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Last Update: Saturday December 16, 2017

Key Idea: Move Yourself Up and Out

Cathie Jao is in charge of office happiness and Frank is busy on global projects. More...

Key Question:

A: 

Move over to make room for new leadership and Frank has done this.   Now he is spending 25% of his time helping American companies do business in China and another 25% working on business-friendly public policy.  The only way he could move on to these goals was to replace himself at the top of Bridgecreek. 

Q: Why is it so difficult for owners to replace themselves?

A: Let us count the ways! Most owners never replace themselves and simply die in the saddle or close their doors when they are too tired to keep them open. Reasons for this include:
1. They don't earn enough profits to attract and retain a quality leader.
2. They are arrogant enough to think they can't be replaced.
3. The think there are going to live forever.
4. They can't think of anything else they would rather do.

Really! Bonnie Brown, a family business consultant told us that the number one reason a founder doesn't leave the day-to-day operation of their company is they would have nothing to do with their time if they didn't go to the office. By being physically present, it is almost impossible for another person to be in charge.

Frank's new president lives and works out of the San Jose office. Do you remember the episode with Linda Opici who now runs the company her parents started. One of the reasons that she can be successful that she runs the business is in New Jersey and her parents live in Florida. They visit her and the three are often on the phone with each other. But the people who report to Linda can't go running to her parents for marching orders.

Frank has moved himself up and out of Bridgecreek because he has new goals. At the time of this writing, he is building a multi-million square foot commercial building in Bejing.

Think about it

When will you begin to replace yourself? What will you do when you are no longer needed in the day-to-day operation?
 

Clip from: Bridgecreek Development - Frank Jao

Westminster, California:  In 1975 Frank Jao and his family came from Vietnam  in a C-130 (military aircraft) to Camp Pendleton. They had nothing.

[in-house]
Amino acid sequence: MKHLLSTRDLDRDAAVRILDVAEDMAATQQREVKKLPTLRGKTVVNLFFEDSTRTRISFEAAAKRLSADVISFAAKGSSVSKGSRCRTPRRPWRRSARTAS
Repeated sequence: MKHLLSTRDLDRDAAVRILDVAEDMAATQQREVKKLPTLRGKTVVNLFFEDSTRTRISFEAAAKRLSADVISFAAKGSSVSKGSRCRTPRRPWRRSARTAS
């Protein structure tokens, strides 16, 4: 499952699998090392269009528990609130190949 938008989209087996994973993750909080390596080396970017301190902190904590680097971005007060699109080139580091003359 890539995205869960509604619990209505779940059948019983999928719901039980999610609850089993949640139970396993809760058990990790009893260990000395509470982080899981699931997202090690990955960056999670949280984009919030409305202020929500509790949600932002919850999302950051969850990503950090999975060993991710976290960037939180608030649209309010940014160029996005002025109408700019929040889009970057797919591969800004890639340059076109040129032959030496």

Within a 48 hours of arriving in California, he got a job as a vacuum cleaner salesman. Within a year he had taken the courses to qualify to become a realtor. With three years he was developing property for others. Within four years he became the founder of Bridgecreek Development and he broke ground on his first building of 50,000 square feet.

Today Bridgecreek literally owns millions of square feet in California  and he has inspired the development of even more. California has become his home and the home of over 400K Vietnamese and their de facto capital outside of Vietnam.

Yes, meet the people who started Little Saigon.

Frank Jao has been recognized by the President of the USA and today Frank is the president of the Pan Asian American Chamber of Commerce West Coast and he is spending 25% of his time taking US businesses into Asia.

Immigrants to the USA remind us that this land is a light on the hill, a beacon to the world. We know that business works best within a democratic, ethical society.

Bridgecreek Development

Frank Jao, Founder

8907 Warner Avenue
Suite 118
Huntington Beach, CA 92647
714.842.8038

Visit our web site: http://www.bridgecreek.com

Office: 714.842.8038

Business Classification:
Real Estate

Year Founded: 1975

Move Yourself Up and Out

HATTIE: This is Catherine Jao, Frank's wife, who is responsible for human resources and bookkeeping.

CATHERINE JAO: You have to listen to what other people are feeling too. Not only one way. You have two or three ways to listen to people. They always give me some advice. I go home and think about it and say, "It's good."

HATTIE: And these are the people of Bridgecreek. Just like Frank, they all left home.

MICHAEL JAO (nephew): Everything is changing every day and his vision changes. So you have to keep pace with Mr. Frank Jao all of the time. Everybody at the office knows and we work as a team to reach that goal.

HATTIE: Frank is mentoring the next generation, this is Ryan Hubris. He came from Vietnam at age 8, unable to speak a word of English -- today he is President of Bridgecreek.

RYAN HUBRIS: I really didn't learn the true meaning of integrity until I worked with Frank. Because, while there are opportunities to get ahead – but Frank – never at a cost for somebody else. And I found that the success of his business was really all about doing the right thing all of the time, not just for the one deal or something short term. It's a long term. That is reflected in a lot of his philosophy. He believes in the Karmic forces. Do the right thing – be a good person. If somebody wants to do you wrong, that is their business and they will get what is coming to them. And all you can do is do the right thing.

HATTIE: So one of the secrets to building your business is that you have hired people who like managing.

FRANK: I need to get people who are good in certain areas that I am not good at – so that we both arrive at the highest place possible.

HATTIE: So, I don't get it. You are managing 1,100 tenants but you don't like managing.

FRANK: I can create a formula of management, but I don't like routine daily work. But I really enjoy coming back to help when there is a problem. I am really good in trouble shooting, but not good in doing daily repeated work. I think management is extremely important. I have seen it over and over -- buying an automobile is not as difficult as keeping it in the top shape over a long time.

KATHY B: This is some special tea that is $96 a pound – so this is very special tea and it comes from what country? Taiwan.
 

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